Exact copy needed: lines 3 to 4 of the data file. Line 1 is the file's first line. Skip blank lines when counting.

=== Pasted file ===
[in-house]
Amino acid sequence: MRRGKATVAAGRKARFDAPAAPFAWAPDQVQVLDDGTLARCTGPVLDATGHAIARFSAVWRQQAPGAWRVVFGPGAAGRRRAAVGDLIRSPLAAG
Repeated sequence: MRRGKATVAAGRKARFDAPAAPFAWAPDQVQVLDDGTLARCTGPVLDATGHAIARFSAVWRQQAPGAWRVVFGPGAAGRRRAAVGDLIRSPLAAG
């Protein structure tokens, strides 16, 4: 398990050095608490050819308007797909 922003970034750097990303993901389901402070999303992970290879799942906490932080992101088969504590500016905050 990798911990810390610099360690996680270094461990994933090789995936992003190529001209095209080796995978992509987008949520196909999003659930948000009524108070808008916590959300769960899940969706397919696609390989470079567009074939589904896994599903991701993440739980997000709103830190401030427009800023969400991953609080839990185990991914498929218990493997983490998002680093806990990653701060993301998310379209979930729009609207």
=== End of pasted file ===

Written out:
Repeated sequence: MRRGKATVAAGRKARFDAPAAPFAWAPDQVQVLDDGTLARCTGPVLDATGHAIARFSAVWRQQAPGAWRVVFGPGAAGRRRAAVGDLIRSPLAAG
């Protein structure tokens, strides 16, 4: 398990050095608490050819308007797909 922003970034750097990303993901389901402070999303992970290879799942906490932080992101088969504590500016905050 990798911990810390610099360690996680270094461990994933090789995936992003190529001209095209080796995978992509987008949520196909999003659930948000009524108070808008916590959300769960899940969706397919696609390989470079567009074939589904896994599903991701993440739980997000709103830190401030427009800023969400991953609080839990185990991914498929218990493997983490998002680093806990990653701060993301998310379209979930729009609207």